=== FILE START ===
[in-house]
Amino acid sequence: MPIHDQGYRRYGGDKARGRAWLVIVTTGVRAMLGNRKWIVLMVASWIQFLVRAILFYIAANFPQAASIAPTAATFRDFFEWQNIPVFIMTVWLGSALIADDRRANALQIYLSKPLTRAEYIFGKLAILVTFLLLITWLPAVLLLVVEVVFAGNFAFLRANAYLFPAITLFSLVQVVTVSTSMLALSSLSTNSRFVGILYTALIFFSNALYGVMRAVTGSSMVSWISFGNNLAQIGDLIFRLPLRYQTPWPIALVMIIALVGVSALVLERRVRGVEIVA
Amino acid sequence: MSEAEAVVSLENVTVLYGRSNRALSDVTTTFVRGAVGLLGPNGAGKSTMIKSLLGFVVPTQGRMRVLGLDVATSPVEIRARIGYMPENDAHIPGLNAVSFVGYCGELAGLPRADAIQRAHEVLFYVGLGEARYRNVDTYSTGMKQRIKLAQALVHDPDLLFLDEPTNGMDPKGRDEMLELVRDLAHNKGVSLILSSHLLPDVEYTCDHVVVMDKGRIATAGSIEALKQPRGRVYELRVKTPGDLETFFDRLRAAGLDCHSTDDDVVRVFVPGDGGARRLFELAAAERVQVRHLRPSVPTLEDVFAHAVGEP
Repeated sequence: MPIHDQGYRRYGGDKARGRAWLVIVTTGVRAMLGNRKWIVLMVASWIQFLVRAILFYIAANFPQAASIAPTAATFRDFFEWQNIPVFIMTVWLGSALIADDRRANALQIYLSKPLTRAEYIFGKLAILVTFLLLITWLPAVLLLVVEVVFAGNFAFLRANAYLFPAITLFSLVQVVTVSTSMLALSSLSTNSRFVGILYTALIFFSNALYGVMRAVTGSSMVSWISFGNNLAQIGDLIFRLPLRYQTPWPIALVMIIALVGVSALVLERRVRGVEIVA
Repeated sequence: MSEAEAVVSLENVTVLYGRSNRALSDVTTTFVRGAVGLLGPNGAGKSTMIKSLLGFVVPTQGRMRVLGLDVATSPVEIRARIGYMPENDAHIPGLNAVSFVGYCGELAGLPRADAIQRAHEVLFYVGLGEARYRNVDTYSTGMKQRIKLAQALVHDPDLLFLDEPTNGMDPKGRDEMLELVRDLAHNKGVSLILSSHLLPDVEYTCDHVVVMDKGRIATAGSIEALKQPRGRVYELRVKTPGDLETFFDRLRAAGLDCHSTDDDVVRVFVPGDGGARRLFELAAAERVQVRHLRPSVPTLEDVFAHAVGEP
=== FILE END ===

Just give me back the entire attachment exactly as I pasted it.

[in-house]
Amino acid sequence: MPIHDQGYRRYGGDKARGRAWLVIVTTGVRAMLGNRKWIVLMVASWIQFLVRAILFYIAANFPQAASIAPTAATFRDFFEWQNIPVFIMTVWLGSALIADDRRANALQIYLSKPLTRAEYIFGKLAILVTFLLLITWLPAVLLLVVEVVFAGNFAFLRANAYLFPAITLFSLVQVVTVSTSMLALSSLSTNSRFVGILYTALIFFSNALYGVMRAVTGSSMVSWISFGNNLAQIGDLIFRLPLRYQTPWPIALVMIIALVGVSALVLERRVRGVEIVA
Amino acid sequence: MSEAEAVVSLENVTVLYGRSNRALSDVTTTFVRGAVGLLGPNGAGKSTMIKSLLGFVVPTQGRMRVLGLDVATSPVEIRARIGYMPENDAHIPGLNAVSFVGYCGELAGLPRADAIQRAHEVLFYVGLGEARYRNVDTYSTGMKQRIKLAQALVHDPDLLFLDEPTNGMDPKGRDEMLELVRDLAHNKGVSLILSSHLLPDVEYTCDHVVVMDKGRIATAGSIEALKQPRGRVYELRVKTPGDLETFFDRLRAAGLDCHSTDDDVVRVFVPGDGGARRLFELAAAERVQVRHLRPSVPTLEDVFAHAVGEP
Repeated sequence: MPIHDQGYRRYGGDKARGRAWLVIVTTGVRAMLGNRKWIVLMVASWIQFLVRAILFYIAANFPQAASIAPTAATFRDFFEWQNIPVFIMTVWLGSALIADDRRANALQIYLSKPLTRAEYIFGKLAILVTFLLLITWLPAVLLLVVEVVFAGNFAFLRANAYLFPAITLFSLVQVVTVSTSMLALSSLSTNSRFVGILYTALIFFSNALYGVMRAVTGSSMVSWISFGNNLAQIGDLIFRLPLRYQTPWPIALVMIIALVGVSALVLERRVRGVEIVA
Repeated sequence: MSEAEAVVSLENVTVLYGRSNRALSDVTTTFVRGAVGLLGPNGAGKSTMIKSLLGFVVPTQGRMRVLGLDVATSPVEIRARIGYMPENDAHIPGLNAVSFVGYCGELAGLPRADAIQRAHEVLFYVGLGEARYRNVDTYSTGMKQRIKLAQALVHDPDLLFLDEPTNGMDPKGRDEMLELVRDLAHNKGVSLILSSHLLPDVEYTCDHVVVMDKGRIATAGSIEALKQPRGRVYELRVKTPGDLETFFDRLRAAGLDCHSTDDDVVRVFVPGDGGARRLFELAAAERVQVRHLRPSVPTLEDVFAHAVGEP